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Totally subjective: Little Jewel vs. Orleans and York Po-Boys

Moomin | Aug 29, 201410:50 AM     13

So, I make NO claims to authority on matters concerning the cuisine of the Mississippi Delta... but I had meetings downtown and in in Inglewood within a few hours of each other this week... so... I figured a head-to-head comparison was in order.

First, I ordered a shrimp po-boy and an oyster-po-boy at each location, and split each with my tasting companion.

Little Jewel: from the bottom up... the bread was room temperature, the crust was soft, the overall texture was supple and yielding. The lettuce and tomato were pallid, virtually pastel, limp, under-ripe, and they largely detracted from the overall aesthetic. There was a GREAT DEAL of mayonnaise, which contributed the predominant flavor to the sandwich. The shrimp was small-medium sized and coated in a thin layer of breading with visible specks of seasoning. This seasoning, despite its visibility, conferred very little additional flavor to the shrimp. The breading was not terribly crisp and slid off a number of shrimp due to friction/lubrication with mayonnaise. The oysters held their breading better, and seemed to be more thickly breaded. There was a almost overwhelming quantity of shellfish on each sandwich. There were a wide array of New Orleans hot sauces on the tables, which were fun to sample as one ate. Chef Mark was omnipresent, greeting guests and touting the authenticity of said sandwiches.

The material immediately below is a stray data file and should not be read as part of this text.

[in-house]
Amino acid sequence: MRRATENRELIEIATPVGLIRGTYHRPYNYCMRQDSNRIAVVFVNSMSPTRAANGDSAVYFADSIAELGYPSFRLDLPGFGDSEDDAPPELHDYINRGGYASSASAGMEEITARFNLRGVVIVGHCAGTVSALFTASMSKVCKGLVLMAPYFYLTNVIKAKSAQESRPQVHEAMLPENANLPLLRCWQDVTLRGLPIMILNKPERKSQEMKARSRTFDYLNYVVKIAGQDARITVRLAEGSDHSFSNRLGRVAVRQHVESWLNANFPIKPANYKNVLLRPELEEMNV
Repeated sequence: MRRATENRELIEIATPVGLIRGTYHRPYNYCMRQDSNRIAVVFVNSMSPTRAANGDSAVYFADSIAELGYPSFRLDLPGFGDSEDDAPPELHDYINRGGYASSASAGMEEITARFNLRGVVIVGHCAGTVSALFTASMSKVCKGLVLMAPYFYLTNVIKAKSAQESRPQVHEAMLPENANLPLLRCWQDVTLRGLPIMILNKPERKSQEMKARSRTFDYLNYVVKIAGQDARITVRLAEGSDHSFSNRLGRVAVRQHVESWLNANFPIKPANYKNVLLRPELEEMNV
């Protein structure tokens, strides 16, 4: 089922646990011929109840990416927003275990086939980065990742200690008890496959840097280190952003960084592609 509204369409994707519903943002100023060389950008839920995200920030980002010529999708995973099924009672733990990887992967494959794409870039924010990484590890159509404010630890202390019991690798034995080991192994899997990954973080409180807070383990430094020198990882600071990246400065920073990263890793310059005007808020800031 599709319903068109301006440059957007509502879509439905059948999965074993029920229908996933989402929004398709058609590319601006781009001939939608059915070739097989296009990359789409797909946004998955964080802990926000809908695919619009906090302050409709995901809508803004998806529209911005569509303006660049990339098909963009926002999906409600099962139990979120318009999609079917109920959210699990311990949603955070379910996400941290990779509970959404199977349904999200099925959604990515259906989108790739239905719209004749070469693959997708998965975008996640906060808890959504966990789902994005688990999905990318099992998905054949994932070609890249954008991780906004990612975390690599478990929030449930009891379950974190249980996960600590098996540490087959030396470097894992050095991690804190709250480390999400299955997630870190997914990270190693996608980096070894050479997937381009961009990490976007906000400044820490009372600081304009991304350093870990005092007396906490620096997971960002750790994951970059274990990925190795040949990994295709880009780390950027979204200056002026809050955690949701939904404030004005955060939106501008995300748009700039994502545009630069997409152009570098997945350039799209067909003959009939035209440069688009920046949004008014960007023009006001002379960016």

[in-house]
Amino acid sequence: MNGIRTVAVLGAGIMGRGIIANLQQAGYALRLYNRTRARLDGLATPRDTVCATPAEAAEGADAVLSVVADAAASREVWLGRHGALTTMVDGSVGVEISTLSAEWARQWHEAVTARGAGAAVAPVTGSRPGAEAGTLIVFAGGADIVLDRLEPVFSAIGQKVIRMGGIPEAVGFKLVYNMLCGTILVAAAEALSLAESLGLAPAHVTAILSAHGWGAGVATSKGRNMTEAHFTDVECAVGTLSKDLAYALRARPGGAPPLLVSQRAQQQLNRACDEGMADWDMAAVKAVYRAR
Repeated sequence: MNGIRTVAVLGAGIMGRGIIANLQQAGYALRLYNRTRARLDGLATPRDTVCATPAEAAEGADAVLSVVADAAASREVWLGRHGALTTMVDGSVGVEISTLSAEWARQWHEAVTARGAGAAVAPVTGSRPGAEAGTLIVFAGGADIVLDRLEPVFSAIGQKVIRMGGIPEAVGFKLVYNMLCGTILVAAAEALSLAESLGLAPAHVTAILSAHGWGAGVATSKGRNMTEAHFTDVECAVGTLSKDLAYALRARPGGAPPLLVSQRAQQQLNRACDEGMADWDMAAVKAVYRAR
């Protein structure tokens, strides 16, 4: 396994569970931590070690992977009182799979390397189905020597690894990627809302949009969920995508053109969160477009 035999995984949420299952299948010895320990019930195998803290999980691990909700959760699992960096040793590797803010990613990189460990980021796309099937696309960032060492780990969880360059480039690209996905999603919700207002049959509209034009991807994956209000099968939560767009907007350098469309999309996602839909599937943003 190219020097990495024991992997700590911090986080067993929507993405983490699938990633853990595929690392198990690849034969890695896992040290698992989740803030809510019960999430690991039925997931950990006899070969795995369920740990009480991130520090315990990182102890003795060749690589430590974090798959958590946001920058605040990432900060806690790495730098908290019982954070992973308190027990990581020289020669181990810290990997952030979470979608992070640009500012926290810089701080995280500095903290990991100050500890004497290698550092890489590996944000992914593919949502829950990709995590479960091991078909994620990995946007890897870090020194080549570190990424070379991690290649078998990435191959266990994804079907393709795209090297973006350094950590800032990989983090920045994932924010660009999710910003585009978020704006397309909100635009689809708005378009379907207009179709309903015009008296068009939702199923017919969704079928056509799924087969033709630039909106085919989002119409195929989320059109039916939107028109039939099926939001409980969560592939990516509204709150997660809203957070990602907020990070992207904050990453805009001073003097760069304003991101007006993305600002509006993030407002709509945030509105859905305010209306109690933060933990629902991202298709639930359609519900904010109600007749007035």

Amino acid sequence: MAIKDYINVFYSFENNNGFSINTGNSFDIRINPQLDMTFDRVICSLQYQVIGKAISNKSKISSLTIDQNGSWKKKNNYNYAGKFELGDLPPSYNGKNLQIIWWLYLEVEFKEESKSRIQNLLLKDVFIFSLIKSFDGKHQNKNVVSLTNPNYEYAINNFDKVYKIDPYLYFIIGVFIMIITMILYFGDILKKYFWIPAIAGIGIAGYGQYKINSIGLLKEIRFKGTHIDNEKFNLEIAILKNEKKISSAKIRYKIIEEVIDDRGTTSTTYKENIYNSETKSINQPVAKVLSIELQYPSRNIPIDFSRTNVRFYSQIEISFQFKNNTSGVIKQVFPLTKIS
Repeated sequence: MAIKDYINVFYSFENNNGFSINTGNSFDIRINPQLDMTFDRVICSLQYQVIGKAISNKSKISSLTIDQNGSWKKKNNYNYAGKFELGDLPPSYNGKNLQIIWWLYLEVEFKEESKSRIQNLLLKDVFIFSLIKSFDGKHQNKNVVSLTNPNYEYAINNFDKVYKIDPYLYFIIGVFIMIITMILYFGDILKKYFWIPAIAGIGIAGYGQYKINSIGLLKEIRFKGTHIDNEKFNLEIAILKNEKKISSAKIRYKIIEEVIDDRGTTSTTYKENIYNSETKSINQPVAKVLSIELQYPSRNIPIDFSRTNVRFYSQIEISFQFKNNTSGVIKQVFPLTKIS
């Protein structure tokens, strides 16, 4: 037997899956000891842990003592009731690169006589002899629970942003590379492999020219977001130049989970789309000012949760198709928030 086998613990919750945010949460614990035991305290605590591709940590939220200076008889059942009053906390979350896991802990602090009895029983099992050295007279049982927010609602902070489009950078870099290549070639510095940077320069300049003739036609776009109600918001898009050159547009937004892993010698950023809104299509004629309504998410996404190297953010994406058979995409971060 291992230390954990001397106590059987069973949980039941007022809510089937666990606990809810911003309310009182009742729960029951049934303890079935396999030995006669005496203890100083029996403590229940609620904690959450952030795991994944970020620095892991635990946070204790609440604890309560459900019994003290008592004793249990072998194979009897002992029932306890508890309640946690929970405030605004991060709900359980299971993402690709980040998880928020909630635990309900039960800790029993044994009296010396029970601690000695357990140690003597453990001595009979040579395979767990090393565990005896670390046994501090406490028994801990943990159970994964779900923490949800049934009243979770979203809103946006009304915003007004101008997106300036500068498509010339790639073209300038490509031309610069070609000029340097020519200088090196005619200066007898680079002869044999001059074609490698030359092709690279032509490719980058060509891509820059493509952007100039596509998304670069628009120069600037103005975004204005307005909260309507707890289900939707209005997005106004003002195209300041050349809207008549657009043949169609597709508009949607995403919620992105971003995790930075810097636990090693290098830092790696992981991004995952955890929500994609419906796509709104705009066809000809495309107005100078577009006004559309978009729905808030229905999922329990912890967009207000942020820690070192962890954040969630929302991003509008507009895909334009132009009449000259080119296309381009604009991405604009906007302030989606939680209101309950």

Orleans and York: again, from the bottom up. The bread was served warm from the oven, and had a distinct crust, which was crisp and appealing. The overall texture was more elastic, and gave the sandwich a more pleasant base (despite the fact that Little Jewel's bread is arguably far more authentic). The lettuce and tomato were pretty lame, but not uniformly limp and taupe. There was a very slight schmear of mayonnaise, which was so understated that it could easily be missed entirely. The shrimp were very large and there were far fewer than at Little Jewel. The oysters were also quite large (and the oyster po-boy seemed to have many more on it than the shrimp). The breading was, comparatively speaking, very heavy, and very crisp. It clung much more tightly to the shellfish, and contributed a fairly sharp textural contrast, which was great, though there was very limited seasoning in the breading. The house-made, warm, oil-based hot sauce was, on the whole, a welcome addition... though it did push things in a intensely oily direction.

So, on the whole, the sandwiches were clearly appealing to the same Socratic ideal: good bread, mayo, shredded lettuce, sliced tomato, fried shellfish... but the iterations differed fairly dramatically. Little Jewel is clearly more concerned with their sourcing and their authenticity... but on the whole I honestly think that Orleans and York makes a better sandwich.

The Little Jewel of New Orleans
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